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8 July 2020

Fast-evolving home-based connectivity needs pose a challenge to the telecommunications industry


With many more South Africans working remotely, homes have become offices from where we could be doing anything from attending a client meeting or live streaming a presentation or talk to completing tasks in the cloud, making progress on strategic projects, or resolving urgent issues. While the occasional lag or interruption in connectivity may have been perfectly acceptable for home leisure applications such as movie streaming and casual browsing, high-quality, reliable connectivity for residential users has come into more acute focus.

As the usage patterns change, with business users no longer clustered into business office parks and buildings, telecoms providers are looking at how they need to accommodate this new kind of user.

A Microsoft report showed that total time spent on its Teams meeting product globally increased from  560 milion minutes recorded on 12 March 2020, just before the majority of countries implemented their lockdowns, to 2,7 billion minutes on 31 March 2020. Their data also showed a sizeable spike in video in meetings. The report further highlighted that countries like China – where restrictions have been completely lifted – continued to record much higher numbers of minutes spent in online meetings than was the case before lockdown measures.

Another factor that drove the increased demand for reliable residential connectivity was education. School closures across the country saw learners – or at least those that could ­– turning to digital learning. Long before this, digital learning solutions were being explored for their potential to not only enhance learning but also address challenges in the education system. This means some elements of this will outlive the COVID-19 pandemic. Although we are nowhere near seeing it adopted en masse, it is another critical area that is set to change the way that connectivity is used in homes, and to add pressure to the high contention ratios often associated with home connectivity used to increase cost-efficiency and manage the capacity of home fibre lines.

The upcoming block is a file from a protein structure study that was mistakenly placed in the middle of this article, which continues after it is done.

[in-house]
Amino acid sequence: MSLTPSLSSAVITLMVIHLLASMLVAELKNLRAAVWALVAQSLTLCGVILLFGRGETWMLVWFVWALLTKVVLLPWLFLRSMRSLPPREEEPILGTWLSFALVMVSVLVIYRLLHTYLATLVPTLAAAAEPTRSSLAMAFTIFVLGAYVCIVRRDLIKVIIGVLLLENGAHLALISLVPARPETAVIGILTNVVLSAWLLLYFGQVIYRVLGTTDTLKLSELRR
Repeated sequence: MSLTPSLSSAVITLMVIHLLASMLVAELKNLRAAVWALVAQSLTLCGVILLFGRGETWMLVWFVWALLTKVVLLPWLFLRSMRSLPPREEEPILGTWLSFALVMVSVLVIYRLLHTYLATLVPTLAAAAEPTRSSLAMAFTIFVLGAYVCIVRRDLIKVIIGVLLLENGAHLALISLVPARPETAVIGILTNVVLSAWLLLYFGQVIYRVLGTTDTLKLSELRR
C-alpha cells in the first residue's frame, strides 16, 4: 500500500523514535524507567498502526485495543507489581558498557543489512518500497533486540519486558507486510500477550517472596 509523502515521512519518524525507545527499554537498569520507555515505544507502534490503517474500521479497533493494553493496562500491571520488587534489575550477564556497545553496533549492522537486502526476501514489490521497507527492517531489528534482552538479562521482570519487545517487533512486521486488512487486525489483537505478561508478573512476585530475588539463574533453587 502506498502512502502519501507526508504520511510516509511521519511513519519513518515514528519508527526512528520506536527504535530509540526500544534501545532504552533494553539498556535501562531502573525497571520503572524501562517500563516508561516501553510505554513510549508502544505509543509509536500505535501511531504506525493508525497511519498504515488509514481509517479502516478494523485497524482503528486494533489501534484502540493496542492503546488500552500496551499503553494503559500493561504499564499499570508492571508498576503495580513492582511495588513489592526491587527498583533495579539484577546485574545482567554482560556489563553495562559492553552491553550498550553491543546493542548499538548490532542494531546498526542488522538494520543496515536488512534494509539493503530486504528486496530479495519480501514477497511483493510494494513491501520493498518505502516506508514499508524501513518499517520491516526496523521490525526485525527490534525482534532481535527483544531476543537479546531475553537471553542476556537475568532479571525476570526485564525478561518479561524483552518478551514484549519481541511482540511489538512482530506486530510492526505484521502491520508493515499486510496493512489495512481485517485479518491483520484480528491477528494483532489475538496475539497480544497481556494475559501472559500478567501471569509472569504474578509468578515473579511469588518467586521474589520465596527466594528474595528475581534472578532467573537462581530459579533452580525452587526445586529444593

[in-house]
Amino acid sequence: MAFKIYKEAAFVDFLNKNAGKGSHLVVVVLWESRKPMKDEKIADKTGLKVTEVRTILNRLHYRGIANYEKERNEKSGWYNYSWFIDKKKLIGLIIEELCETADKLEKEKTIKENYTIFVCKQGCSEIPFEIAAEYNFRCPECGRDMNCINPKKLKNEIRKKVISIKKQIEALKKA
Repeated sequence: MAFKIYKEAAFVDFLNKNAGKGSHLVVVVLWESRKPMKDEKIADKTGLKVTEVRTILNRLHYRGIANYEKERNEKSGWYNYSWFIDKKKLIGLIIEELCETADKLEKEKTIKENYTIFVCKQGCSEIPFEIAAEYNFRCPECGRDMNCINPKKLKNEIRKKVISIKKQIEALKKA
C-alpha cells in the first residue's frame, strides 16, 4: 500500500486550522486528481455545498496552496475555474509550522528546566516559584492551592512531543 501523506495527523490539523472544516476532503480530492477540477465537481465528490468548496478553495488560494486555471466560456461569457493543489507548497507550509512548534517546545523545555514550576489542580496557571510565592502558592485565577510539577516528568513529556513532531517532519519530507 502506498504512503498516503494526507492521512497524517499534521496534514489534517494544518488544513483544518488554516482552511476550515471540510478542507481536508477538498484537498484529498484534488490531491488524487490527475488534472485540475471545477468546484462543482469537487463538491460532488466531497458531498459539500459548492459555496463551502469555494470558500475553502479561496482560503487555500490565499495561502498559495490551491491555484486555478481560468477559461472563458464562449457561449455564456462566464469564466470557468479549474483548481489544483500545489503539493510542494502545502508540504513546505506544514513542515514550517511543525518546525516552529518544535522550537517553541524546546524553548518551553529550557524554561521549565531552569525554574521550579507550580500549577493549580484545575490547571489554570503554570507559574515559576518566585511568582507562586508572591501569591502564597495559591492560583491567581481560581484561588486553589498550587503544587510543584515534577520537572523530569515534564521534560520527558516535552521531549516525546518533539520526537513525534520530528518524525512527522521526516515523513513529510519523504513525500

While alternatives such ADSL continue to lose traction in the face of expanding fibre networks, other fixed broadband alternatives, such as LTE, may make little financial sense at high usage levels while uncapped LTE options are subject to fair usage restrictions that may not support the needs of remote workers.

The COVID-19 crisis has prompted regulatory support for the industry, mainly in the form of releasing temporary spectrum to support the need for expanded capacity. However, the underlying issue remains: while more reliable than other types of fixed broadband home services, fibre connectivity offered to home users up until now may not be adequate to address business connectivity needs – and certainly is no match for the enterprise-fibre benefits we’ve become accustomed to when working from the office.

Enterprise connectivity benefits include significantly lower contention ratios – if at all – and often symmetrical upload and download speeds. In addition, because it supports enterprise functions and mission-critical activities, business-fibre providers are bound by service level agreements which mean quick turnaround times to resolve issues.  Of course, all of this comes at a cost, which means business services are not within reach of the majority of home users.

While new technologies like 5G may present solutions, we are some way from seeing it widely available, even in countries that are in much more advanced stages 5G roll-out. To address a more immediate demand, countries like India are using mobile cell sites to help cope with sudden changes in network demand.

Over the the past ten years we have seen the emergence of Wi-Fi-mesh- and microwave-connectivity providers who provide services through fibre-backed wireless-connectivity offerings. Hybrid approaches at either a provider level – augmenting one technology with another in order to extend its reach – or individual level, with one service used as a backup to another, have also provided short-term solutions. As the new digital economy continues to take shape, with not just companies but entire industries navigating their way around the changing dynamics of doing business,  there can no longer be any doubt that it will centre around quality, always-available connectivity. This should spur on the telecommunications sector towards coming up with solutions and business models that will make it possible for highly-reliable home connectivity to become more widespread and affordable.

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